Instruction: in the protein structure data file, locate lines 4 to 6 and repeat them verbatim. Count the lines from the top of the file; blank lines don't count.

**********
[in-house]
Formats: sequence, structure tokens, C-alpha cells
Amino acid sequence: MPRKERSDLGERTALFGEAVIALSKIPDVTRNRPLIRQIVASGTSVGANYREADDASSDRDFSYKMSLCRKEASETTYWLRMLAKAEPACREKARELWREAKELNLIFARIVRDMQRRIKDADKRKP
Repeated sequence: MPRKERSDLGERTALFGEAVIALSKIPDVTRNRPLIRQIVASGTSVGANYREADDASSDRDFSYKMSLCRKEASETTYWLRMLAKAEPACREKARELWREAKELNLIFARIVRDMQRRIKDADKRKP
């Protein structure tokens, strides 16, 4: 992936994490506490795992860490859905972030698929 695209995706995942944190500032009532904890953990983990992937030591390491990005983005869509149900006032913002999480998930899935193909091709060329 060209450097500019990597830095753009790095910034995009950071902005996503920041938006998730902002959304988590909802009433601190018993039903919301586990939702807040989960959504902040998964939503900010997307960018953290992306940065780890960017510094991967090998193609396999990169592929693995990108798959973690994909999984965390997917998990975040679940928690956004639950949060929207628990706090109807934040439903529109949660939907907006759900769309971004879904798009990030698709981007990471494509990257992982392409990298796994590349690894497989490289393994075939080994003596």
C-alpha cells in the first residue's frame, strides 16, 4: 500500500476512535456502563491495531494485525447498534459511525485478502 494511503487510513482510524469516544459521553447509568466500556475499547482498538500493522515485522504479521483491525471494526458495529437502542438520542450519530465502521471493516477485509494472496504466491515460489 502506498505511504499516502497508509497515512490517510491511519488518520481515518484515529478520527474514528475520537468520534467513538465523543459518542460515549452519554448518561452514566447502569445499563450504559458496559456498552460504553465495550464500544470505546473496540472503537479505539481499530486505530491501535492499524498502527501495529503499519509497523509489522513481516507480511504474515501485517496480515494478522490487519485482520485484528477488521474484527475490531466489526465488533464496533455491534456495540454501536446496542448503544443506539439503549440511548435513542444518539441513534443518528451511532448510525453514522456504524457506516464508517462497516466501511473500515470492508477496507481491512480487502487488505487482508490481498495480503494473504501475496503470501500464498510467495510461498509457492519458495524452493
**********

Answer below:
Repeated sequence: MPRKERSDLGERTALFGEAVIALSKIPDVTRNRPLIRQIVASGTSVGANYREADDASSDRDFSYKMSLCRKEASETTYWLRMLAKAEPACREKARELWREAKELNLIFARIVRDMQRRIKDADKRKP
């Protein structure tokens, strides 16, 4: 992936994490506490795992860490859905972030698929 695209995706995942944190500032009532904890953990983990992937030591390491990005983005869509149900006032913002999480998930899935193909091709060329 060209450097500019990597830095753009790095910034995009950071902005996503920041938006998730902002959304988590909802009433601190018993039903919301586990939702807040989960959504902040998964939503900010997307960018953290992306940065780890960017510094991967090998193609396999990169592929693995990108798959973690994909999984965390997917998990975040679940928690956004639950949060929207628990706090109807934040439903529109949660939907907006759900769309971004879904798009990030698709981007990471494509990257992982392409990298796994590349690894497989490289393994075939080994003596």
C-alpha cells in the first residue's frame, strides 16, 4: 500500500476512535456502563491495531494485525447498534459511525485478502 494511503487510513482510524469516544459521553447509568466500556475499547482498538500493522515485522504479521483491525471494526458495529437502542438520542450519530465502521471493516477485509494472496504466491515460489 502506498505511504499516502497508509497515512490517510491511519488518520481515518484515529478520527474514528475520537468520534467513538465523543459518542460515549452519554448518561452514566447502569445499563450504559458496559456498552460504553465495550464500544470505546473496540472503537479505539481499530486505530491501535492499524498502527501495529503499519509497523509489522513481516507480511504474515501485517496480515494478522490487519485482520485484528477488521474484527475490531466489526465488533464496533455491534456495540454501536446496542448503544443506539439503549440511548435513542444518539441513534443518528451511532448510525453514522456504524457506516464508517462497516466501511473500515470492508477496507481491512480487502487488505487482508490481498495480503494473504501475496503470501500464498510467495510461498509457492519458495524452493